The media began to flock to him like flies to you-know-what.

He was loud and he was arrogant. He attracted lots of attention, particularly from the media.

Algarrobba looked on in disgust.

"This is not what this memorial service is supposed to be about," he muttered to himself, but loud enough for bystanders to hear. "This is supposed to be for the relatives to heal."

A busload of family members that had been lost in another part of the peninsula finally arrived about 10:30 and the service began.

Monsignor Martin Geraghty, the pastor of St. Francis de Sales Church, was on hand to say the prayers, and he did a wonderful job, both in English and in Spanish.

"We are united in faith, we are united in sadness," Geraghty said. "This is consecrated ground because of the people we have lost here. We are here because we will never forget them."

One Hispanic man behind me began to speak loudly. I am not an expert Spanish-speaker, but, after 30 years in the school system, I understood enough to get the gist of his tirade. He was angry because an "Anglo" priest had been officiating rather than a Hispanic priest.

Algarobba thanked everybody for coming and specifically thanked Liz Sulik and the Belle Harbor community for welcoming the ceremony and for welcoming the people from Washington Heights.

It was clear that he was both saddened and angered by the attempt to turn the memorial service into a political forum.

"There were lots of tears, lots of pain here today," he said. "That is why we were here. It was important for us to come here, to the place where our loved ones died."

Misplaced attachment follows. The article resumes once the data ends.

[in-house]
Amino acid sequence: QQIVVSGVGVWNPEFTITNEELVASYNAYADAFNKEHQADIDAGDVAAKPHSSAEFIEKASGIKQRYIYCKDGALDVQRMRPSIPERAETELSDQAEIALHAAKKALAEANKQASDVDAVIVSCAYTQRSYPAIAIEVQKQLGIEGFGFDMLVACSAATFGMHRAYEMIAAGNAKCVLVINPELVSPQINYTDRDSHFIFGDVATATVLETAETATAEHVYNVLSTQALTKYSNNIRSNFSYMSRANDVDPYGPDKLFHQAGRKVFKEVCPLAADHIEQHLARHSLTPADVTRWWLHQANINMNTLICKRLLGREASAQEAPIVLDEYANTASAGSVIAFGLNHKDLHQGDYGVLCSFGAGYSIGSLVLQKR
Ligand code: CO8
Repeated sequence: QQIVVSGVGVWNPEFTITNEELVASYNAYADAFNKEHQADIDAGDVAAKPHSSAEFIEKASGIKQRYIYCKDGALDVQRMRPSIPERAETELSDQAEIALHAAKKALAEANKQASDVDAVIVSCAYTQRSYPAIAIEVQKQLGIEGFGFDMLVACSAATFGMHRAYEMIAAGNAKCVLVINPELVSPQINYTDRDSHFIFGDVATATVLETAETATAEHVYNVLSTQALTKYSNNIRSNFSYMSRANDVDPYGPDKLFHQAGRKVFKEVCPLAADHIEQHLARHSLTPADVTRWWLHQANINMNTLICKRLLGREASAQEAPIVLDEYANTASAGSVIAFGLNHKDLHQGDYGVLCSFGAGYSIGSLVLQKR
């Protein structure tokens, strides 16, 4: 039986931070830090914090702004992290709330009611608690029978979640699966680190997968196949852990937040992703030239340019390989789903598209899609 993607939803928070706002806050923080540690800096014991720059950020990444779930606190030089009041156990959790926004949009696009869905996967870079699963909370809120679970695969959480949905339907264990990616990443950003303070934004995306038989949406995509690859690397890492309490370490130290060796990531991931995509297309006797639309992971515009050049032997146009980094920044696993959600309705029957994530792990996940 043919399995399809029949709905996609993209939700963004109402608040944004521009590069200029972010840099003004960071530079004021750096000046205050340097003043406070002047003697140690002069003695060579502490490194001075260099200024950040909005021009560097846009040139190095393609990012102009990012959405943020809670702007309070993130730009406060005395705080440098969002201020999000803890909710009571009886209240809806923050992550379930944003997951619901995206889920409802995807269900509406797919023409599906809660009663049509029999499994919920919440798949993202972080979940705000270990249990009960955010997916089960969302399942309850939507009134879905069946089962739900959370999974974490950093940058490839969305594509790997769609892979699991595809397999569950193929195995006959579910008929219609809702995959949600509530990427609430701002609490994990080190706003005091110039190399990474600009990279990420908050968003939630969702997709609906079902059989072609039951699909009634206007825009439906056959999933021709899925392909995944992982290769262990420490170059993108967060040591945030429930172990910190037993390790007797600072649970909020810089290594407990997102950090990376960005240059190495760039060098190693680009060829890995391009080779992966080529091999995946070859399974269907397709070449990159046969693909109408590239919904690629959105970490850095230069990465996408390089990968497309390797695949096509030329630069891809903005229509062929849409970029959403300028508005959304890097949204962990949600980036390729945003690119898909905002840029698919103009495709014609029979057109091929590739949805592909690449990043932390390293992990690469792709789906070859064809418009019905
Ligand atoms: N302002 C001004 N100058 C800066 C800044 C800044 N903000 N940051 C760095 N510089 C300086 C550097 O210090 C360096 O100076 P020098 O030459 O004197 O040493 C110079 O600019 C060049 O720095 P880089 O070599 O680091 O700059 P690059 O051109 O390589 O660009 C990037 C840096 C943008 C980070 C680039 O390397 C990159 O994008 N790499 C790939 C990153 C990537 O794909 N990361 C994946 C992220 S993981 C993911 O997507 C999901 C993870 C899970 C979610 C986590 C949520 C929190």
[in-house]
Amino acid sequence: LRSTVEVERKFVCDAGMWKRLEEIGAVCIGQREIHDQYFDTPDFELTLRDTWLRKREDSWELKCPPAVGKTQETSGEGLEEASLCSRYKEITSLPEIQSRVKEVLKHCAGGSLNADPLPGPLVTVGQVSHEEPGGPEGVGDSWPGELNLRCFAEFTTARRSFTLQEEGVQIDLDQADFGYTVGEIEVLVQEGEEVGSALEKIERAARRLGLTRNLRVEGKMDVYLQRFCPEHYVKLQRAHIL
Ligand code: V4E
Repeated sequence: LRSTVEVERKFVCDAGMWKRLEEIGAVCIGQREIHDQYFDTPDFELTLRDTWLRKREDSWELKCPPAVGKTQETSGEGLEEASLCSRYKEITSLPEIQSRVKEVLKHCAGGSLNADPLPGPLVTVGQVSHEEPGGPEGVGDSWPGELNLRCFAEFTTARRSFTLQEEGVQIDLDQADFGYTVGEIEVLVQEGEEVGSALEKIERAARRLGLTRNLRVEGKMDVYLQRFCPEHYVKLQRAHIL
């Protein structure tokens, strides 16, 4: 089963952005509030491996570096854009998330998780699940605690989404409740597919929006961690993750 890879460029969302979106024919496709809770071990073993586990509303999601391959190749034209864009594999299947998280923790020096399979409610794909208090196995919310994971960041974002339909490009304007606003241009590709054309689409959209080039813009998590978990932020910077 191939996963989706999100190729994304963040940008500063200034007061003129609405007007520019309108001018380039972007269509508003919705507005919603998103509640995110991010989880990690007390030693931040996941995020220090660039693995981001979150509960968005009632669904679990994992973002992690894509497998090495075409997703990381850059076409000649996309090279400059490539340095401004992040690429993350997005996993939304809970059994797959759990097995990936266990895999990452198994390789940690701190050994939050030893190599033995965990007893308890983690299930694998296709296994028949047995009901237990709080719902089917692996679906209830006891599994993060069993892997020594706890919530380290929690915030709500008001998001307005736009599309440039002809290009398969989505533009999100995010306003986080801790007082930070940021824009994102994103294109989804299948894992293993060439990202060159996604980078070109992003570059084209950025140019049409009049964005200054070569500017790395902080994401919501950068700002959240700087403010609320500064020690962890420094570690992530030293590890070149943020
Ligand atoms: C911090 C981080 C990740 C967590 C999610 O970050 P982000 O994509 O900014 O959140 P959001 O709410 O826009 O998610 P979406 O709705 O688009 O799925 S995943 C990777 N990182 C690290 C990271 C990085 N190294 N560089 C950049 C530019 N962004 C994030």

Some local residents are not so sure, however.

Gerrie Pompanio, whose house was destroyed and whose husband was killed when the plane came down on Beach 131 Street and Newport Avenue, did a long interview with the New York Post recently.

In that article, Pompanio, who plans to rebuild on the site, and who was at the memorial on Sunday, said that she hopes that the area does not become a memorial site year after year.

"I know people need to have closure, so I can understand holding the service," she reportedly told Post reporter John Lehmann. "But this is a residential community – it’s not a graveyard."

I have personally heard similar comments from others who live close to the site.

I am not sure that those who attended the memorial from Washington Heights would agree.

In fact, that is where their relatives – their mothers and fathers, brothers and sisters, grandfathers and grandmothers dies on November 12.

To those people Polpanio’s residential neighborhood is a consecrated ground.

Perhaps some sort of suitable memorial should be built nearby the site, perhaps on Newport Avenue between Beach 130 and Beach 131 Street could be erected. That could become the focus of any other memorials and would satisfy the needs of the Washington Heights community and the Rockaway community as well.